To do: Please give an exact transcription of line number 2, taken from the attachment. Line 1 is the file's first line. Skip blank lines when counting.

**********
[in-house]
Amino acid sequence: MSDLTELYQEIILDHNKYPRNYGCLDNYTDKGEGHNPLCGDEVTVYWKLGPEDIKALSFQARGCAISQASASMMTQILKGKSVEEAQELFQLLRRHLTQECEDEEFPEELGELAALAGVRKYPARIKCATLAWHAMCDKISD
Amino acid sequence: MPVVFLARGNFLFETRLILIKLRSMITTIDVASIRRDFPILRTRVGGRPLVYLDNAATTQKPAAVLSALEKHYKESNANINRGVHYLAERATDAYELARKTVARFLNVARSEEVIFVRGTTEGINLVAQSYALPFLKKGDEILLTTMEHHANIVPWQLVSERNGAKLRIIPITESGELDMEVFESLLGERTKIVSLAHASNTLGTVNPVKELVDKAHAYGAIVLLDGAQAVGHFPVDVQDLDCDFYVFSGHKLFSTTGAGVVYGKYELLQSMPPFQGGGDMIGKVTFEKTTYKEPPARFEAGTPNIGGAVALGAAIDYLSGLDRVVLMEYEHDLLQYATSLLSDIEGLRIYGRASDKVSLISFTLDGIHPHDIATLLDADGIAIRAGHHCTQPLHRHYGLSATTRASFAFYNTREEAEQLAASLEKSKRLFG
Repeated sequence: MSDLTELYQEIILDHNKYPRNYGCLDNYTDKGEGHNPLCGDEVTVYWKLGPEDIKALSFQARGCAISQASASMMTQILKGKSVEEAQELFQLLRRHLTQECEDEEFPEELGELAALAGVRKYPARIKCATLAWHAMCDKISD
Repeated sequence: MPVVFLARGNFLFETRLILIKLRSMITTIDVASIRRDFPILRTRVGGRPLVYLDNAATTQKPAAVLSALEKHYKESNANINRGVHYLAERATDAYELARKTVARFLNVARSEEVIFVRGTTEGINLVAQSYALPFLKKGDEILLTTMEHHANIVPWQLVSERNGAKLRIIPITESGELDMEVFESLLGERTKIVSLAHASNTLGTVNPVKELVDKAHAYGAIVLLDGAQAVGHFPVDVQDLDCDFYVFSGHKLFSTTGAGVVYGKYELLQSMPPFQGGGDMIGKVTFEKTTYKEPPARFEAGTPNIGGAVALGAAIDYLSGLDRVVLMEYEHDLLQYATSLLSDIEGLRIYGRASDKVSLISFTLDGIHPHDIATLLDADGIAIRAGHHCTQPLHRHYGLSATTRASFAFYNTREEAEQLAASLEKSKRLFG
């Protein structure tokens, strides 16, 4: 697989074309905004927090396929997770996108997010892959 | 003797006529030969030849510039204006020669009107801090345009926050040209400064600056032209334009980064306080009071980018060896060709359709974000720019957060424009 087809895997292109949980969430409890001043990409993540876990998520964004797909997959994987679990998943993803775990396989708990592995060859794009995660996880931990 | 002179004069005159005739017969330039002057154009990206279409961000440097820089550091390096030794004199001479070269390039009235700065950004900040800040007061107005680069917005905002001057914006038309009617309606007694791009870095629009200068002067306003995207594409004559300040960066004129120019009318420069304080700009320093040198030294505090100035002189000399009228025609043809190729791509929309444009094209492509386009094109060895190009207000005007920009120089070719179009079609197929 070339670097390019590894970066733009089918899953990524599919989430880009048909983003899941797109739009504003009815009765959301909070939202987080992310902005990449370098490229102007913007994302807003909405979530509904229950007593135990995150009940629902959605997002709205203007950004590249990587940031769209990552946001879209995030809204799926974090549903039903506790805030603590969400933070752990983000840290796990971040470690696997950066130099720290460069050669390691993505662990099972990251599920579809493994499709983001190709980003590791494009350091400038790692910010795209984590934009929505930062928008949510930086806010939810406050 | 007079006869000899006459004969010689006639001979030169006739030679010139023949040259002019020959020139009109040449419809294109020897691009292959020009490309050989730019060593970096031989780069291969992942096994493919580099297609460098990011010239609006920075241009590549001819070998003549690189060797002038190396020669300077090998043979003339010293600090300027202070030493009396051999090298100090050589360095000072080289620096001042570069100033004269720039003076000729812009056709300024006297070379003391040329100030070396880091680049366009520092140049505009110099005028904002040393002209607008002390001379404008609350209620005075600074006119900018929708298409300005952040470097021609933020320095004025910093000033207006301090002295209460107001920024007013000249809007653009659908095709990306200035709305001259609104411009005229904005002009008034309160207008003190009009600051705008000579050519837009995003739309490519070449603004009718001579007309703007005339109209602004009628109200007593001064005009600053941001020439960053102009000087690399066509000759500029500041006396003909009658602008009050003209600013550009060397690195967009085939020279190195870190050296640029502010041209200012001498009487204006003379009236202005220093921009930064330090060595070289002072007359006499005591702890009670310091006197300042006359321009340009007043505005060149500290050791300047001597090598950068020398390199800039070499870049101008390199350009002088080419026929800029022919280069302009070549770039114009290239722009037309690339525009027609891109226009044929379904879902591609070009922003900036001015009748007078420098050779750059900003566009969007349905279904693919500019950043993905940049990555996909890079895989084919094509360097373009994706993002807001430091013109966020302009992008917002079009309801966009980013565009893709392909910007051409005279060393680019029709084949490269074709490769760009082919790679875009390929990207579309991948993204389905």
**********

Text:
Amino acid sequence: MSDLTELYQEIILDHNKYPRNYGCLDNYTDKGEGHNPLCGDEVTVYWKLGPEDIKALSFQARGCAISQASASMMTQILKGKSVEEAQELFQLLRRHLTQECEDEEFPEELGELAALAGVRKYPARIKCATLAWHAMCDKISD